Innovation and inclusive growth - an imperative for cities

With Patrick McVeigh / 22 August 2019

Our Lead for People and Places Patrick McVeigh looks at how to unlock the potential for innovation to create more inclusive growth in the cities of Aotearoa and the world.

Last month I had the chance to speak at the 2019 Asia Pacific Summit in Brisbane. Held every two years, the Summit is one of the largest gatherings of Asia Pacific leaders and city Mayors, with more than 1,000 attending. This year the programme was focused on cities, and structured around four city-related themes – Innovation, Mobility, Liveability, and Sustainability.

Speaking on the ‘Innovation’ theme, I talked about the role that innovation plays in facilitating inclusive growth in cities across the Asia Pacific. This important topic hasn’t yet had enough attention from policymakers, the private sector and city officials.

Innovation supports growth and productivity

It’s well known that innovation plays a critical role in supporting economic growth and lifting productivity. Cities are key hosts of the innovation economy and are magnets for the talent and investment that are essential components for an effective innovation ecosystem.

Over recent years many cities in the Asia Pacific and the world have invested proactively in developing their innovation ecosystems. They’ve facilitated new innovation hubs and precincts to provide a base for businesses and entrepreneurs.

In New Zealand we now have innovation hubs in Auckland, Wellington and Christchurch, as well as in many of our regional centres such as New Plymouth and Dunedin. This infrastructure for innovation, when combined with wider programmes and services, is going to be essential for local economic growth. 

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Innovation plays a critical role in supporting economic growth. Image source: Unsplash

Growth – but also inequality

Alongside this heavy investment in boosting innovation within cities, another urban trend is also clear – greater economic disparity that if a feature of many cities.

Since the end of the Global Financial Crisis, city economies around the world have become increasingly polarised. While many have seen increasing GDP and employment growth, the benefits of this growth haven’t been felt by all communities. The gap between the rich and the poor is now wider than at any time since World War II.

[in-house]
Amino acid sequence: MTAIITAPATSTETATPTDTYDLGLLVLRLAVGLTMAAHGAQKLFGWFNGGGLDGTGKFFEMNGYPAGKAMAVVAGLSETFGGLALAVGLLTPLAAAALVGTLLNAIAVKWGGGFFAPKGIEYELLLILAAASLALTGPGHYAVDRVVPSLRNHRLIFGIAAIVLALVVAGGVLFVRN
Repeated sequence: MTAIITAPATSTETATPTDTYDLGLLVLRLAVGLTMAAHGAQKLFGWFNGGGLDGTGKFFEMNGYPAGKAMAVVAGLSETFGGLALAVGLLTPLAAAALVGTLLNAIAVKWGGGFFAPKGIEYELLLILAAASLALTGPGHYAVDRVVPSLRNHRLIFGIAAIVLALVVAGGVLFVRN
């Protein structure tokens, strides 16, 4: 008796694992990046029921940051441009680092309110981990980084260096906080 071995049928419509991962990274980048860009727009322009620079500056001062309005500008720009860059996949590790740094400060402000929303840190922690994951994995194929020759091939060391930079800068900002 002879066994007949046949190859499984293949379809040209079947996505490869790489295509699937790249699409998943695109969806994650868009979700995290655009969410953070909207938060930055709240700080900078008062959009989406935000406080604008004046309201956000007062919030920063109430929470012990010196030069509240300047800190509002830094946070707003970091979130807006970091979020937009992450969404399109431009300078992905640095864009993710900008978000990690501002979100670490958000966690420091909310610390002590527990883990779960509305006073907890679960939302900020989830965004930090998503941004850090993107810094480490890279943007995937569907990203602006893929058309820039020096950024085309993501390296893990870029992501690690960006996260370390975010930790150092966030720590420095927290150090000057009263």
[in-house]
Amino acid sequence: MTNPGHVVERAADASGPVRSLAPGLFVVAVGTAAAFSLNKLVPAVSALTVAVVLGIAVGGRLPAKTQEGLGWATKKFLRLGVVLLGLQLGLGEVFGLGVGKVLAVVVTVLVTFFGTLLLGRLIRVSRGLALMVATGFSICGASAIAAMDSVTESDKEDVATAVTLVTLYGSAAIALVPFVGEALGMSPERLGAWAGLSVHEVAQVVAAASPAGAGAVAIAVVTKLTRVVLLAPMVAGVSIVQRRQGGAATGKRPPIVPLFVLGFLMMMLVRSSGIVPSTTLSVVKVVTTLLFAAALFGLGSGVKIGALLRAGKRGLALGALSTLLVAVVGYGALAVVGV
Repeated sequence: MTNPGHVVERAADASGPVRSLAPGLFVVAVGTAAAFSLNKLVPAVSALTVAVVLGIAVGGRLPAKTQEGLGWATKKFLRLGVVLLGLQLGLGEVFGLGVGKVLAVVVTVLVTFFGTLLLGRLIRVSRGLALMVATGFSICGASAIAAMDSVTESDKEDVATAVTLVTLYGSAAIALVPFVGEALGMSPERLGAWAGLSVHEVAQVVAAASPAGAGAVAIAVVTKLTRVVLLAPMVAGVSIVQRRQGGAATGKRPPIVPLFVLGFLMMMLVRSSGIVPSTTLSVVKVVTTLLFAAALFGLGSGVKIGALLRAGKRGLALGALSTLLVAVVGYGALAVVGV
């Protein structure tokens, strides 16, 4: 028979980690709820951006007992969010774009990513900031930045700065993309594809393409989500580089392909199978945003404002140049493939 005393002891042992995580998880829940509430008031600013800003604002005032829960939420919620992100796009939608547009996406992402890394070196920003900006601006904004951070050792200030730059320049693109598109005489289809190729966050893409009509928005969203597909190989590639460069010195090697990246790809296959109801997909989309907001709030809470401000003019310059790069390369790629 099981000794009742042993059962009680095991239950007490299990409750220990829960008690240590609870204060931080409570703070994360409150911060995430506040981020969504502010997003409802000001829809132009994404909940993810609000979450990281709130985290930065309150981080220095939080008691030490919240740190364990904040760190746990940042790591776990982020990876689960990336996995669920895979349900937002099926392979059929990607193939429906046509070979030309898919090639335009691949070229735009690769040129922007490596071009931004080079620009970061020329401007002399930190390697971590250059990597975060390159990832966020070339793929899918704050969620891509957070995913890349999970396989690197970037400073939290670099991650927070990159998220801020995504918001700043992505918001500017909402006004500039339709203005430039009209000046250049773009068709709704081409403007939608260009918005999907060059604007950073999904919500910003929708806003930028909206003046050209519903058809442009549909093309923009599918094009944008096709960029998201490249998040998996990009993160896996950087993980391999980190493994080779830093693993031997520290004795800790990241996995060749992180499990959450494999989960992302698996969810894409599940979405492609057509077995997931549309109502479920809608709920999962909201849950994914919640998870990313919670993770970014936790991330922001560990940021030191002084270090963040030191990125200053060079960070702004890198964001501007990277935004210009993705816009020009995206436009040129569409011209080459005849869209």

In the US the Brookings Institution and the commentator Richard Florida have shaped the policy discourse on this important issue. Brookings has made the case for ‘remaking’ economic development and promoting strategies to promote growth from within, based on supporting existing firms and industries to grow, facilitating trade and export development, investing in people and skills, and connecting local communities to employment.

Meanwhile in the UK the leader on this issue has been the RSA – Royal Society for the encouragement of Arts, Manufactures and Commerce – with their Inclusive Growth Commission.

samuel zeller p7E7GWWX0eg unsplash smallGrowing need for strategies to  promote growth from within. Image source: Unsplash

Within this context, innovation and innovation ecosystems have an important role to play in supporting an inclusive growth agenda. The OECD has explored the concept of inclusive innovation and how this can be used to enhance the welfare of lower income and excluded groups.

The OECD provides a framework with six priority actions. These include, for example, using technology to enhance access to services for lower income and excluded groups, developing credit and finance mechanisms to support inclusive growth outcomes, and creating joint programmes with collaborative governance involving communities.